A series of biblical reflections and prayers from David L. Miller, pastor of faith formation at St. Timothy Lutheran Church, Naperville, IL. David is the former editor of The Lutheran magazine and Director of Spiritual Formation at the Lutheran School of Theology at Chicago.
beholding your power and glory. Because your steadfast love is better than
life, my lips will praise you. So I will bless you as long as I live; I will lift up my hands and call on your
Ronnie fell into my arms as we both wept tears of
sorrow. We’d just laid his beloved Peggy to rest the previous week. He’d lost his
partner of 65 years, wondering how he could ever go on.
Now, here he was, lumbering up the communion line to
the front of the sanctuary, cane in hand, his miserable hip giving him pain
with every step.
At the front, I wrapped the bread in the linen in
which I held it so I could wrap him in my arms. The moment, the place, the
intimacy of sharing the bread of life, provided a container, a holy vessel,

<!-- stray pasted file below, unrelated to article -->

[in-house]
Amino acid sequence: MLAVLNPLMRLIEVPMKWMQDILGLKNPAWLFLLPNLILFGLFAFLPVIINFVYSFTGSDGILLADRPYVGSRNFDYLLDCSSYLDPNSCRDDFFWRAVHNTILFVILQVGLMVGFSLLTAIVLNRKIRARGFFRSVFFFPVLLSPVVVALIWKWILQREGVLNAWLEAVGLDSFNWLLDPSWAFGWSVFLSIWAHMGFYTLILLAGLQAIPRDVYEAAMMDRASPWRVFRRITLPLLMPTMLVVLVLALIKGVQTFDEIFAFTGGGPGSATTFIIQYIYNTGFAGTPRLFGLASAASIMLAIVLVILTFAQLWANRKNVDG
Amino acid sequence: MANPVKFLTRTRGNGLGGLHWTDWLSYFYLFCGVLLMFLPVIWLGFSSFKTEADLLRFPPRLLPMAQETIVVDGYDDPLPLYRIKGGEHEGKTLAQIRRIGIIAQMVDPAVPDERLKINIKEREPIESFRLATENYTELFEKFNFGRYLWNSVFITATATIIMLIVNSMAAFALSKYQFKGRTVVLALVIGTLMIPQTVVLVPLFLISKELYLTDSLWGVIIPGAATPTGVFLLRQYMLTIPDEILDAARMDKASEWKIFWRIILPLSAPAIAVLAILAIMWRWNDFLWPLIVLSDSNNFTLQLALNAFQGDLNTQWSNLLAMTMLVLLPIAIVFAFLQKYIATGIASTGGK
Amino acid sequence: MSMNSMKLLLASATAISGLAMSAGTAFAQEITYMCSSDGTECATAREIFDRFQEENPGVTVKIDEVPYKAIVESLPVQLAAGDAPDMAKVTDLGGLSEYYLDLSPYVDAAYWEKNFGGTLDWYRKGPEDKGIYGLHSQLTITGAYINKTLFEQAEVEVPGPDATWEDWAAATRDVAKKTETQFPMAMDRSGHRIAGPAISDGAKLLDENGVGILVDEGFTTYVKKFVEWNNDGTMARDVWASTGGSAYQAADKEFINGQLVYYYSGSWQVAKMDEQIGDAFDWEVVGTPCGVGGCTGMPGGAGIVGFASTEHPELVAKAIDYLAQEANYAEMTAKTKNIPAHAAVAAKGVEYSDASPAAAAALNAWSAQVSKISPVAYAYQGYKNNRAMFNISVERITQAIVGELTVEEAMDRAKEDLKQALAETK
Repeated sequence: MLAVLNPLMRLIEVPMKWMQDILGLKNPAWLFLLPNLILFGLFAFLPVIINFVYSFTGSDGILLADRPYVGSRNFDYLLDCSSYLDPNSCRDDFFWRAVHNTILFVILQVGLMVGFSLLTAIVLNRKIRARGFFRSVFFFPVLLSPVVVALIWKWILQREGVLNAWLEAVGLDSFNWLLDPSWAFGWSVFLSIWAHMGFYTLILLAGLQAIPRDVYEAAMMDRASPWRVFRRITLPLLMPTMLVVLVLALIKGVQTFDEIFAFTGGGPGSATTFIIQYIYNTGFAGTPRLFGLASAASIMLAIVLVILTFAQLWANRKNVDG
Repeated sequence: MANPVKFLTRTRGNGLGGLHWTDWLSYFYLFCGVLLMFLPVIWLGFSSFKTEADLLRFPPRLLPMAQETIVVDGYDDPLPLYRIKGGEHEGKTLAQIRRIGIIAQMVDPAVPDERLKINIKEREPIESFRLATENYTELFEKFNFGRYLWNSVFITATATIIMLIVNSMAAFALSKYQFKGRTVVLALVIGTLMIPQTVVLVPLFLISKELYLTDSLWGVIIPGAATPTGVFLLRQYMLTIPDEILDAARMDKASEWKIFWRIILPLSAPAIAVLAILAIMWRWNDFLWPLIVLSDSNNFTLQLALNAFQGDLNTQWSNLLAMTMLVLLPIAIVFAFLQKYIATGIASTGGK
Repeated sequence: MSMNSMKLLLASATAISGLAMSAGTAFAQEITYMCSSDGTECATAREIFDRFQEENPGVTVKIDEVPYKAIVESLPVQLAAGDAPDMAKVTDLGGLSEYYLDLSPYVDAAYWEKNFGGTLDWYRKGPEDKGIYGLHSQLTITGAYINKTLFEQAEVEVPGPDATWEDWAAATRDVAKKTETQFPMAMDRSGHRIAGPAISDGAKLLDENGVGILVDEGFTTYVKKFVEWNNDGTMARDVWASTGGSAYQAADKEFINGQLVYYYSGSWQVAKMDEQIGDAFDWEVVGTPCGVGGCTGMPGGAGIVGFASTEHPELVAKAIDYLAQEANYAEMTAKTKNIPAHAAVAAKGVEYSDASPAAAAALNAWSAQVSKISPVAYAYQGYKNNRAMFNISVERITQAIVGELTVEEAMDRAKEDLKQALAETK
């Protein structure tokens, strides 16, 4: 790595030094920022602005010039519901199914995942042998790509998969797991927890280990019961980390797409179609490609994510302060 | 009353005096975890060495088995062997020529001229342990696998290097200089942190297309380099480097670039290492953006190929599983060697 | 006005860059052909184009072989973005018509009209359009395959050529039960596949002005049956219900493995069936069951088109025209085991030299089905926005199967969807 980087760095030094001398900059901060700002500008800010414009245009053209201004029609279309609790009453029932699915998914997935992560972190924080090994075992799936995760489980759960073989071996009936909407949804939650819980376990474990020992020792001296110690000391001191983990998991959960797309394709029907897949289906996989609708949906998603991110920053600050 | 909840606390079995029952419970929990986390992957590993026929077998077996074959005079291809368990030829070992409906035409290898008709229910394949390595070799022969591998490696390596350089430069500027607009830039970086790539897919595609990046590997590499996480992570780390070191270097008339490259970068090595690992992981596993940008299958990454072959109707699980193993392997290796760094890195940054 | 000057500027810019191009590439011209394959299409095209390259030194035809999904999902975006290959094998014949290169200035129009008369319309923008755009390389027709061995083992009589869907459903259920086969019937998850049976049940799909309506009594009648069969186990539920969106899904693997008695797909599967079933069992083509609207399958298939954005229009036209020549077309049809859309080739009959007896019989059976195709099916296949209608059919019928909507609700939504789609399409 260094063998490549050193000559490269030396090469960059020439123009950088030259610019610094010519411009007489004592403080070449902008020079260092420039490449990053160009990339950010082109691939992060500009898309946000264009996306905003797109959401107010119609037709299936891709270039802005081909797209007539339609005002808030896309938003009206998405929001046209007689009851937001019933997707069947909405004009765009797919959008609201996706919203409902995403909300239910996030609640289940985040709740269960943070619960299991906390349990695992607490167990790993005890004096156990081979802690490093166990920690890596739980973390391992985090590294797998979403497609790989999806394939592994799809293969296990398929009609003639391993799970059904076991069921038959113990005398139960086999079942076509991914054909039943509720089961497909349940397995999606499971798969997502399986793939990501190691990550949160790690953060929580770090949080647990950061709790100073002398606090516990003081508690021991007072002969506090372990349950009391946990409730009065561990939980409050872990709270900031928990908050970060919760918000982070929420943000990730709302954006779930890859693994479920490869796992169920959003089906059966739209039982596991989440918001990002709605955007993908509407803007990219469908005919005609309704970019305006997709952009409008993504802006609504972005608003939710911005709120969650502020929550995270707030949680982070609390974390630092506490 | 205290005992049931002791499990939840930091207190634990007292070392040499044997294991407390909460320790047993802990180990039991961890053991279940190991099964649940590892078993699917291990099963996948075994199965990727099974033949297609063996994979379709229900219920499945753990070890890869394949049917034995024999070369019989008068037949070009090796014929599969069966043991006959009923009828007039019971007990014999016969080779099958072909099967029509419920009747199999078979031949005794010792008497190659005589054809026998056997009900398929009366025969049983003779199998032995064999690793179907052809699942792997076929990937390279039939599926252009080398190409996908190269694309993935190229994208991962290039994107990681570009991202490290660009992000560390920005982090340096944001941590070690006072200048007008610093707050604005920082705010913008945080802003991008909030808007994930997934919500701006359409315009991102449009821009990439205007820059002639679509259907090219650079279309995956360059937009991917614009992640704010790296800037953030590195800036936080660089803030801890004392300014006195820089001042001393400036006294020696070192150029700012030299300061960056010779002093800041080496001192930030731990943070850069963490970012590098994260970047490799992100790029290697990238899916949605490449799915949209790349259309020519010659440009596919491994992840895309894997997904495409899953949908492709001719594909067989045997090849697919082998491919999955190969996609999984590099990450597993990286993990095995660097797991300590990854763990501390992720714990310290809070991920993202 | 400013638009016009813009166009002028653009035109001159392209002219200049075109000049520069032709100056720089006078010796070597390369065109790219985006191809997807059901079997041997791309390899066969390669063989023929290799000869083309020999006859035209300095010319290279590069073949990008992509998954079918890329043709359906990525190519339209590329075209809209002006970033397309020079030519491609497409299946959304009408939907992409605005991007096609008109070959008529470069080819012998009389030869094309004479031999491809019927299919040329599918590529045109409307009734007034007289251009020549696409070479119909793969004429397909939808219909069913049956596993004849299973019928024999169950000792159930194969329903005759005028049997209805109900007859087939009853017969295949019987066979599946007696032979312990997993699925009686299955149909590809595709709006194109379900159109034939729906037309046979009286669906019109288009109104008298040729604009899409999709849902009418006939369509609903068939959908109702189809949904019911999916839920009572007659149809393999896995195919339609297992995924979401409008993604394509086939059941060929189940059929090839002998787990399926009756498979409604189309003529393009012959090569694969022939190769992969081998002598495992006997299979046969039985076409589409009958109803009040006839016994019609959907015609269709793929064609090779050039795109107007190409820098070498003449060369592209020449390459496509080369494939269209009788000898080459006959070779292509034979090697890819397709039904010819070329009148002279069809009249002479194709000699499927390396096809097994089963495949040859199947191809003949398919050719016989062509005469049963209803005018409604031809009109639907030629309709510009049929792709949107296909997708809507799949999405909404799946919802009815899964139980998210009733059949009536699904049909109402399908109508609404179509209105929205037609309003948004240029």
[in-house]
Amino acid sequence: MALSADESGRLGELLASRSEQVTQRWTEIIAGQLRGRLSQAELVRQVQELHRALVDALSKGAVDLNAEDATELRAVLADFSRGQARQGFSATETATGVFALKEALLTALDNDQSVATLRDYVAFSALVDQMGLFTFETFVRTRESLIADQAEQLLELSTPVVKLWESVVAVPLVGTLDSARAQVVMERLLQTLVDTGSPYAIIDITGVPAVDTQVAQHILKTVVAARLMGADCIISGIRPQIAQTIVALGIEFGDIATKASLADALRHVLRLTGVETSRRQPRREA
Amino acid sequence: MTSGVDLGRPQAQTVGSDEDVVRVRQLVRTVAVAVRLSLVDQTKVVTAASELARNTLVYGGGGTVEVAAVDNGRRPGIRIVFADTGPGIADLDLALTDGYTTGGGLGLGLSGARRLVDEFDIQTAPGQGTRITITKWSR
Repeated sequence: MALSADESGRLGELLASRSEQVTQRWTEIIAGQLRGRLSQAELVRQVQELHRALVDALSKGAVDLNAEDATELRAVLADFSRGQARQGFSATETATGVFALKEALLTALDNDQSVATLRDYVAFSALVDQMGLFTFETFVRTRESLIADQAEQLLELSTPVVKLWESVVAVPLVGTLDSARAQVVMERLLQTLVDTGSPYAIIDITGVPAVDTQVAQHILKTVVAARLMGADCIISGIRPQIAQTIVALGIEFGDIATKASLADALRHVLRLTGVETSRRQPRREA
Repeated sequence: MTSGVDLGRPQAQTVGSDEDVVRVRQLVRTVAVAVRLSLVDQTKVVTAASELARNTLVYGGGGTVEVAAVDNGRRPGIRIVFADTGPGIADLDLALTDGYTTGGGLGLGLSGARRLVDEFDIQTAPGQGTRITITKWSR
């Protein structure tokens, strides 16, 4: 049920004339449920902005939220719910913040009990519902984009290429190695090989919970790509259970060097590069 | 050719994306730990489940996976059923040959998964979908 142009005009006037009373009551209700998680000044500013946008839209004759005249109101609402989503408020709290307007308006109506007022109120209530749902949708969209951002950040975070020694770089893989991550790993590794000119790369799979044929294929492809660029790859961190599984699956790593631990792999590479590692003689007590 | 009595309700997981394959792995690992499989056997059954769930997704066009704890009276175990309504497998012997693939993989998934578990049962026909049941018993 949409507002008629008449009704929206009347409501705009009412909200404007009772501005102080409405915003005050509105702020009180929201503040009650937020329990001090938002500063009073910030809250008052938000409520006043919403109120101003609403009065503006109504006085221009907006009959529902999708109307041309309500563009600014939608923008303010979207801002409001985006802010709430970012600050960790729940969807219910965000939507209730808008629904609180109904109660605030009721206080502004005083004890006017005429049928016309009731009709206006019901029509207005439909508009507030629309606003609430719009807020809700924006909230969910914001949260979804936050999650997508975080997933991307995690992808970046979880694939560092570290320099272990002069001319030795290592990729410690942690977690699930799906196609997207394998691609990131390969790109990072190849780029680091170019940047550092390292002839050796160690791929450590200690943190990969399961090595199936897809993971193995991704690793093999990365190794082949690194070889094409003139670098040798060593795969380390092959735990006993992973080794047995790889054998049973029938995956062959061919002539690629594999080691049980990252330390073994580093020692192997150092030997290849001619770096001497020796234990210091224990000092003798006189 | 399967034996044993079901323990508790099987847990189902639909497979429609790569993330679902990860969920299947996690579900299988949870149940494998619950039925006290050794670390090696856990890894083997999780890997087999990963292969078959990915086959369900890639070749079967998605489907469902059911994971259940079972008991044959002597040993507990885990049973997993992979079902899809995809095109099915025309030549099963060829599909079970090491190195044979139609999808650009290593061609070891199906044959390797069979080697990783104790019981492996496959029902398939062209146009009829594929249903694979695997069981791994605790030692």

where the bubbling cauldron of emotions we shared could spill out and be held
in loving reverence.
Everyone present would understand even if they knew
nothing of what Ronnie has just gone through.
For we were gathered in a sanctuary expansive and
gracious enough to hold us and everything that is in us—pain, sorrow, confusion,
hope, joy and especially love, great love that needed tears not words that
could be shared in a place where they would be honored and considered holy.
This was the moment and this the place big enough,
safe enough, gracious enough where great sorrow and great love could meet and
be transposed into an even higher key where love shared becomes the Love who
holds and heals every wound of ours.
This is Holy Communion where hearts shared know the
Heart who shares everything truly good and loving with us.
Where else does this happen? Where else can it happen?
In this cynical world, what other space—except maybe a 12-step recovery group—invites
our vulnerability, offering sanctuary to our tears where great love and hope
can be shared unashamed?
The sanctuary that held us was not a room but a people
who gather to receive a grace and be made into grace that they might become the
human beings they were always intended be and, at our best, that we actually
want to be.
For a moment we were those people, Ronnie and me, and everyone
present and looking on, too. We knew the Love who gathered us that we might
finally become ourselves.